Fast forward to a few weeks later, my brother, the driver and I were on our way from Abuja to makurdi… at Lafia, I mentioned to the driver that we would stop to eat at 'that place'… but alas he didn't think i was serious and drove passed… but he had to do a you-turn, that's how determined i was. We stopped at this joint that I once judged and sentenced daddy to the jail of embarrassing parent years ago for daring to eat at.
I guess it falls in the category of lowest of the low places i have come 'down to earth' at. You’re almost sitting on the road… and my bright colored outfit did not help matters, what if someone I knew passed and saw me? there was this speed bump right in front that made sure travelers slowed down real good at that spot… anyone staring at me would be able to do so in slow motion, they would get every detail of my outfit and have enough time to take a picture of me and post on facebook. When the food came, i lost every shred of shame.
The food? Oh my goodness!!!! Somebody shoot me. I had spent the previous weekend eating in so called four star hotels and restaurants in Port-Harcourt and Abuja, spending small fortunes on meals and buffets that did nothing and tasted like nothing, and there I was, the best pounded yam and egusi I had eaten in ages… it could very well compete with grandma and her daughters food, and trust me grandmas soups are legendary.
I couldn’t stop eating, not even when I was full… my brother commented on how I was almost finishing the food. I hardly ever finish my food, I’m a certified food waster, ask those who have been kind but unfortunate enough to take me out on dates to expensive restaurants… they stone me and wring my neck in their minds as they smile and pay through their teeth for wasted food.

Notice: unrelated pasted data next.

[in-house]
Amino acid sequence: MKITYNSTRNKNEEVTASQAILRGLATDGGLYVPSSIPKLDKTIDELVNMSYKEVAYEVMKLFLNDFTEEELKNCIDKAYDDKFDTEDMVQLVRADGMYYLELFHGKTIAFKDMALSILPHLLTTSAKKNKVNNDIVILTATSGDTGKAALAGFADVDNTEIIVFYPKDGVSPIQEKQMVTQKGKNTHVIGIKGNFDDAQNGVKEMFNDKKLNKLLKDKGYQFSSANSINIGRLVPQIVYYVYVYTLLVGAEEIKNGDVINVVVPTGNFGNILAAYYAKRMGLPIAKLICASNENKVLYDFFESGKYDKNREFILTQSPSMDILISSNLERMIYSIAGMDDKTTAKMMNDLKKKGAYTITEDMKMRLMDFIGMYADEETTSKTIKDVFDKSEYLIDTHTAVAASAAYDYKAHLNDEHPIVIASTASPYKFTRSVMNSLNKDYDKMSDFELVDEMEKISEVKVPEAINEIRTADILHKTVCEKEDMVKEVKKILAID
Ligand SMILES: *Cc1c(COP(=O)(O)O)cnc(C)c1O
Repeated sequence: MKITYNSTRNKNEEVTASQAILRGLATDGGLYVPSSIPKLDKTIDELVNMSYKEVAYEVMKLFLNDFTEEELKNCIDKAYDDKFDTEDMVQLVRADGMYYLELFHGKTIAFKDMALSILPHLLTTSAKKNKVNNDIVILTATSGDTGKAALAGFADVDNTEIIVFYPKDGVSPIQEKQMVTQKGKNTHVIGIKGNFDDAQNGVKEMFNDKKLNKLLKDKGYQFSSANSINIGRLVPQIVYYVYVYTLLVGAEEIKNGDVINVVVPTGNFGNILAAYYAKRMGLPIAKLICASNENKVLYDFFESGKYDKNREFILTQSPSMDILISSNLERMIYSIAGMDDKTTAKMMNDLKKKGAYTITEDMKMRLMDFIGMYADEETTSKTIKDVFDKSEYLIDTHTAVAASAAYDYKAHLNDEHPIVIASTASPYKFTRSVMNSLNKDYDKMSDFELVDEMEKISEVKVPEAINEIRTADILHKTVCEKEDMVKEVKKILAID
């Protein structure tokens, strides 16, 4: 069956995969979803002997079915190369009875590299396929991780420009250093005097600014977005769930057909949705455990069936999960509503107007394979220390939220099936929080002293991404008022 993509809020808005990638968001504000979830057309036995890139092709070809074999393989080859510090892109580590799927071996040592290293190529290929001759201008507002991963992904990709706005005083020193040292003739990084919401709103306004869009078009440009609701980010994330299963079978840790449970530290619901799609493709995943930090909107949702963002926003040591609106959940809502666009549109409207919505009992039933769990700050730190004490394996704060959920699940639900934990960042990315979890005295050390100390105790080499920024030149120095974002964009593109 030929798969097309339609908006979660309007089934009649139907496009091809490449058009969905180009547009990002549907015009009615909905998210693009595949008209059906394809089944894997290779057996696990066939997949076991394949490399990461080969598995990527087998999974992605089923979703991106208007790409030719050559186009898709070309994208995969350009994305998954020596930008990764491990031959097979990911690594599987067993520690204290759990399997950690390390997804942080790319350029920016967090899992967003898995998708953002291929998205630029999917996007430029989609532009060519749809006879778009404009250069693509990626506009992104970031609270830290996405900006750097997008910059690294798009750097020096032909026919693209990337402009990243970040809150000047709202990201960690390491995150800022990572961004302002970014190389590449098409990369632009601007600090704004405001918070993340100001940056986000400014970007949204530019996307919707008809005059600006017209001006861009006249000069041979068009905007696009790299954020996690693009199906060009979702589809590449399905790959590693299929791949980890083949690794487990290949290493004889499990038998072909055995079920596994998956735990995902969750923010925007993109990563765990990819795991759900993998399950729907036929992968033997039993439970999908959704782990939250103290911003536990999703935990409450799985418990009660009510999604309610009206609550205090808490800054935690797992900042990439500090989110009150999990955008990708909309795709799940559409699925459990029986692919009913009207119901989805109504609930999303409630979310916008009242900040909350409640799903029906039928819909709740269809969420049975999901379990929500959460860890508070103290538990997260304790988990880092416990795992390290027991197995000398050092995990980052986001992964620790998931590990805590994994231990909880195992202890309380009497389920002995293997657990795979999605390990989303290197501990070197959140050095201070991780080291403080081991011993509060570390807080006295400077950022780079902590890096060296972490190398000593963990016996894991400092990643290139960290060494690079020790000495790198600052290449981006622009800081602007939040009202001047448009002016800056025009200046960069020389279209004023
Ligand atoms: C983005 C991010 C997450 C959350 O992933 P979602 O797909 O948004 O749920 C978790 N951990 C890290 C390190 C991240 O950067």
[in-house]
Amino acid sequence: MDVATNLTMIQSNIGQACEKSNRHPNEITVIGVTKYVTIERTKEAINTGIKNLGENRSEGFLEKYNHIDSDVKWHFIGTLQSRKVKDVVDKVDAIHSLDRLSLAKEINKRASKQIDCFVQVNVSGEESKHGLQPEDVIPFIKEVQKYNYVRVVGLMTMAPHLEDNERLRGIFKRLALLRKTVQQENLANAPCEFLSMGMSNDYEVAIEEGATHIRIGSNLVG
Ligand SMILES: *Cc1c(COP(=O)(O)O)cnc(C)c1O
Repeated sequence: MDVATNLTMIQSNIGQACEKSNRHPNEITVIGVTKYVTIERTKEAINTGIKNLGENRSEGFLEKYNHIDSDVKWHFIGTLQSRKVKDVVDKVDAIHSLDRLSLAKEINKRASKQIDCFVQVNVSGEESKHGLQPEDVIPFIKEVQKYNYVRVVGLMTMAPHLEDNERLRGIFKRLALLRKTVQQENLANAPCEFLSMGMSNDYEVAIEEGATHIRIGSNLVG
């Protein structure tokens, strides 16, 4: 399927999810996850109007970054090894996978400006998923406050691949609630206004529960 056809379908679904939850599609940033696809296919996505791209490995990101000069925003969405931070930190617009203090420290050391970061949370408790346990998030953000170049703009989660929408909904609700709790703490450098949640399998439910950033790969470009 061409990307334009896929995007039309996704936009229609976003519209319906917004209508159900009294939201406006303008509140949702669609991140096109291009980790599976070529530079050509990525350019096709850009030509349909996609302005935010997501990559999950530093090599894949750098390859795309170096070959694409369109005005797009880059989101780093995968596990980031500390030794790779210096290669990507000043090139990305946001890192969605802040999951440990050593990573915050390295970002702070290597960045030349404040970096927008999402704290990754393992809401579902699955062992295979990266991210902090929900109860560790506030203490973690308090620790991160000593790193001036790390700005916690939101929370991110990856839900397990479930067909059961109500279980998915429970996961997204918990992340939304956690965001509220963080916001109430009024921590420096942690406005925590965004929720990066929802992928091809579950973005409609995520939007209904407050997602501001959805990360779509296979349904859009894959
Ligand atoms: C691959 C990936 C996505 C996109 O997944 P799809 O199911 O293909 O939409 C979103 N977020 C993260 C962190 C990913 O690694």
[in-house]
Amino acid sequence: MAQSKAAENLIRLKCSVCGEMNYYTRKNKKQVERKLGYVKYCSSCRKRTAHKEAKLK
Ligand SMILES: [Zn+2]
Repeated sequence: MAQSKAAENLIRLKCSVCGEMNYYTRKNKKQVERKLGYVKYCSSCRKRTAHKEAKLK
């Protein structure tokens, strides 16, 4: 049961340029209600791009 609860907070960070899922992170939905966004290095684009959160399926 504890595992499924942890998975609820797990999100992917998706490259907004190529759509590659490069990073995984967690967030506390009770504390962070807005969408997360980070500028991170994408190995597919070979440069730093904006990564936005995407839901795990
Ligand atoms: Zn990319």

mama delicious egusi clearing up our plates.
I blessed God for that meal… brother made a comment, something about hoping they don’t put anything in it(you know mama bashira things)… I honestly don’t care, we had barely driven off and I was already calculating the distance between kadroko and makurdi… thinking of driving down ever so often to have a meal… risking my life on a truck A road, driving for an hour plus to have egusi soup, bush meat and pounded yam.

I have beautiful daydreams of that meal, sometimes i see it, i taste it, and i smile at the thought of it… I gushed about it to my first sister and I could feel the vibe from the phone, not so good… and my third sister? Well she suggested she’ll try it if its that good, but she’ll take a food flask to pack it up so she doesn’t have to sit there(of course she'd remain in the car hidden and i'd be sure to do the dirty work)… Snubs! I haven’t mentioned it to my second sister, she might not be so noble about it, neither will my mum or aunties, after shaming them by eating in a road side buka where truckers stop to eat…. Not even the fact that some 'big boys' stop there is enough vindication.